Here at Layer 7 we are deeply interested in technologies like OAuth, and the role these play in a changing computer landscape. We are also spending lots of time working on mobile, because more than anything mobile solutions are driving uptake around APIs. When we built our mobile application gateway, we made sure this solution made OAuth simple to deploy, and simple to customize. This way, important steps like consent ceremonies can be made clear, unambiguous, and most important, compliant with the law.

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More Stories By Scott Morrison

K. Scott Morrison is the Chief Technology Officer and Chief Architect at Layer 7 Technologies, where he is leading a team developing the next generation of security infrastructure for cloud computing and SOA. An architect and developer of highly scalable, enterprise systems for over 20 years, Scott has extensive experience across industry sectors as diverse as health, travel and transportation, and financial services. He has been a Director of Architecture and Technology at Infowave Software, a leading maker of wireless security and acceleration software for mobile devices, and was a senior architect at IBM. Before shifting to the private sector, Scott was with the world-renowned medical research program of the University of British Columbia, studying neurodegenerative disorders using medical imaging technology.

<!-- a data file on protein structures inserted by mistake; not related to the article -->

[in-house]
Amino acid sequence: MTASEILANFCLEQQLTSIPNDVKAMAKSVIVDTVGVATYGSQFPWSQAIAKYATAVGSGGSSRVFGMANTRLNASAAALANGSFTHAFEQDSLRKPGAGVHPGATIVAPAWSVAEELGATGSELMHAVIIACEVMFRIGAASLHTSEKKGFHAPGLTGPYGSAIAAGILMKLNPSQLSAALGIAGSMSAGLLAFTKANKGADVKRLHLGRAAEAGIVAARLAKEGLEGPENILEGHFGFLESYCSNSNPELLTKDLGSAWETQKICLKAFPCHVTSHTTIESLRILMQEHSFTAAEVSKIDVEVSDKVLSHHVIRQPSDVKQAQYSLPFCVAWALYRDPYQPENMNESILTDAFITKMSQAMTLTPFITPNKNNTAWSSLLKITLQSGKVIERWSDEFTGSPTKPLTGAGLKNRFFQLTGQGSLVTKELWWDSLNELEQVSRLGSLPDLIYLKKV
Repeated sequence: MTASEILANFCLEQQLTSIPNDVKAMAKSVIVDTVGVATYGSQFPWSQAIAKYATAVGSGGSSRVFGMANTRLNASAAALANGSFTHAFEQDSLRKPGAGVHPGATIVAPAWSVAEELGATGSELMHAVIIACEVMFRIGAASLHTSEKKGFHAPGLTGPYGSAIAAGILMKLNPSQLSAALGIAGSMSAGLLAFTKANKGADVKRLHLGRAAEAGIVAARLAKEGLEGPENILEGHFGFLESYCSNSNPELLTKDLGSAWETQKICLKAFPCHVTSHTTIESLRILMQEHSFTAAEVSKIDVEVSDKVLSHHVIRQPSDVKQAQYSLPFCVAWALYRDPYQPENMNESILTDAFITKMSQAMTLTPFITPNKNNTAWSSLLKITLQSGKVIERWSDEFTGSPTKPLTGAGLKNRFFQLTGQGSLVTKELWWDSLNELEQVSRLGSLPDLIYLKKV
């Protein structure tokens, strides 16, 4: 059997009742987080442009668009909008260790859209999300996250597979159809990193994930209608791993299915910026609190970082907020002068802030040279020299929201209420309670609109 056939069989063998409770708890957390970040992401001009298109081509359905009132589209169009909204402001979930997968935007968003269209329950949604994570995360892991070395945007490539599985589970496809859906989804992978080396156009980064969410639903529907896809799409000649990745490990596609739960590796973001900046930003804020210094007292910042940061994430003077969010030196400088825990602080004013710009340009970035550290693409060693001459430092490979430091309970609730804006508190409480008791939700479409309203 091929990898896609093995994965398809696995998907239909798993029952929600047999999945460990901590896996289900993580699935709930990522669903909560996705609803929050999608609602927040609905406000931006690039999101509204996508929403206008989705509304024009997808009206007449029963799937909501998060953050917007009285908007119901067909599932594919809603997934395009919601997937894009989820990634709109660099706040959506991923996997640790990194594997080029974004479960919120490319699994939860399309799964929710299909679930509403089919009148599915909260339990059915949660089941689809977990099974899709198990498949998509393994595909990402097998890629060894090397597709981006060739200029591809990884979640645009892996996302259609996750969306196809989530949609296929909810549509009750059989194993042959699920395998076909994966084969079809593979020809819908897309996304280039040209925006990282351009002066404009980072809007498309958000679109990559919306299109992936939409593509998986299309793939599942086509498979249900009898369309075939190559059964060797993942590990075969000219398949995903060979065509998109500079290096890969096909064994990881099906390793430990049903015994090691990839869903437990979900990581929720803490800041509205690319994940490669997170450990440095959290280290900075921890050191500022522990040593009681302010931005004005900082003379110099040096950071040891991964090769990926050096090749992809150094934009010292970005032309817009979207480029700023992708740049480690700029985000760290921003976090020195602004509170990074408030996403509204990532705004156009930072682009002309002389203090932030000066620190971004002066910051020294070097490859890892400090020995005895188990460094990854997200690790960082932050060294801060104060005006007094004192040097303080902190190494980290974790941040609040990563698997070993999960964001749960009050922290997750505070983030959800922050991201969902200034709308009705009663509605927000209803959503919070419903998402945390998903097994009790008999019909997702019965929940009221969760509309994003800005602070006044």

Scott is a dynamic, entertaining and highly sought-after speaker. His quotes appear regularly in the media, from the New York Times, to the Huffington Post and the Register. Scott has published over 50 book chapters, magazine articles, and papers in medical, physics, and engineering journals. His work has been acknowledged in the New England Journal of Medicine, and he has published in journals as diverse as the IEEE Transactions on Nuclear Science, the Journal of Cerebral Blood Flow, and Neurology. He is the co-author of the graduate text Cloud Computing, Principles, Systems and Applications published by Springer, and is on the editorial board of Springer’s new Journal of Cloud Computing Advances, Systems and Applications (JoCCASA). He co-authored both Java Web Services Unleashed and Professional JMS. Scott is an editor of the WS-I Basic Security Profile (BSP), and is co-author of the original WS-Federation specification. He is a recent co-author of the Cloud Security Alliance’s Security Guidance for Critical Areas of Focus in Cloud Computing, and an author of that organization’s Top Threats to Cloud Computing research. Scott was recently a featured speaker for the Privacy Commission of Canada’s public consultation into the privacy implications of cloud computing. He has even lent his expertise to the film and television industry, consulting on a number of features including the X-Files. Scott’s current interests are in cloud computing, Web services security, enterprise architecture and secure mobile computing—and of course, his wife and two great kids.